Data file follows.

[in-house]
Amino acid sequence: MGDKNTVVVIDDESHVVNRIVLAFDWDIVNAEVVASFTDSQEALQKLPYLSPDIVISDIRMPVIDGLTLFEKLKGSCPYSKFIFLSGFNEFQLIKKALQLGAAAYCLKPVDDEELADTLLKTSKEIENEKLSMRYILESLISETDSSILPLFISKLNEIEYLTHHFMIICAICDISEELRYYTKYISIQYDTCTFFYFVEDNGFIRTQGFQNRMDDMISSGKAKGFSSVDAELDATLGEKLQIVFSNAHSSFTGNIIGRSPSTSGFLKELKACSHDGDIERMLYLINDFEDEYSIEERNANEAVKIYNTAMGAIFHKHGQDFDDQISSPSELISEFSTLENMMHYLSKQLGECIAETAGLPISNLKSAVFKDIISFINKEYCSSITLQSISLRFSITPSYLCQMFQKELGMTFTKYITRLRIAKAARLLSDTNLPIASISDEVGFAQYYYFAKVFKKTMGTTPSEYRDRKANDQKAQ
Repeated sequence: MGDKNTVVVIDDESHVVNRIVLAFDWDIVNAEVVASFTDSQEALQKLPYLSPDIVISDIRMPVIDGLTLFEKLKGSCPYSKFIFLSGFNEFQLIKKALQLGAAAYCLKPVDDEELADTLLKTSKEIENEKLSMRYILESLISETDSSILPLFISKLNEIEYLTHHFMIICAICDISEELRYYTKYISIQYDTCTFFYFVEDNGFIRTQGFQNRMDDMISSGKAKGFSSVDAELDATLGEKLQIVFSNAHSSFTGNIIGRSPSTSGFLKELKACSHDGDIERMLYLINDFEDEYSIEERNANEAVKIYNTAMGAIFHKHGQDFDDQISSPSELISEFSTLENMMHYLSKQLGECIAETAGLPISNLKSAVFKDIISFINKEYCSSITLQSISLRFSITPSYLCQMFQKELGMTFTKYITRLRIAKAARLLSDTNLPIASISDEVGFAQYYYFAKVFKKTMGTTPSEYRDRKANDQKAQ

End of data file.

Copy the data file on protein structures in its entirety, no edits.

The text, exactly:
[in-house]
Amino acid sequence: MGDKNTVVVIDDESHVVNRIVLAFDWDIVNAEVVASFTDSQEALQKLPYLSPDIVISDIRMPVIDGLTLFEKLKGSCPYSKFIFLSGFNEFQLIKKALQLGAAAYCLKPVDDEELADTLLKTSKEIENEKLSMRYILESLISETDSSILPLFISKLNEIEYLTHHFMIICAICDISEELRYYTKYISIQYDTCTFFYFVEDNGFIRTQGFQNRMDDMISSGKAKGFSSVDAELDATLGEKLQIVFSNAHSSFTGNIIGRSPSTSGFLKELKACSHDGDIERMLYLINDFEDEYSIEERNANEAVKIYNTAMGAIFHKHGQDFDDQISSPSELISEFSTLENMMHYLSKQLGECIAETAGLPISNLKSAVFKDIISFINKEYCSSITLQSISLRFSITPSYLCQMFQKELGMTFTKYITRLRIAKAARLLSDTNLPIASISDEVGFAQYYYFAKVFKKTMGTTPSEYRDRKANDQKAQ
Repeated sequence: MGDKNTVVVIDDESHVVNRIVLAFDWDIVNAEVVASFTDSQEALQKLPYLSPDIVISDIRMPVIDGLTLFEKLKGSCPYSKFIFLSGFNEFQLIKKALQLGAAAYCLKPVDDEELADTLLKTSKEIENEKLSMRYILESLISETDSSILPLFISKLNEIEYLTHHFMIICAICDISEELRYYTKYISIQYDTCTFFYFVEDNGFIRTQGFQNRMDDMISSGKAKGFSSVDAELDATLGEKLQIVFSNAHSSFTGNIIGRSPSTSGFLKELKACSHDGDIERMLYLINDFEDEYSIEERNANEAVKIYNTAMGAIFHKHGQDFDDQISSPSELISEFSTLENMMHYLSKQLGECIAETAGLPISNLKSAVFKDIISFINKEYCSSITLQSISLRFSITPSYLCQMFQKELGMTFTKYITRLRIAKAARLLSDTNLPIASISDEVGFAQYYYFAKVFKKTMGTTPSEYRDRKANDQKAQ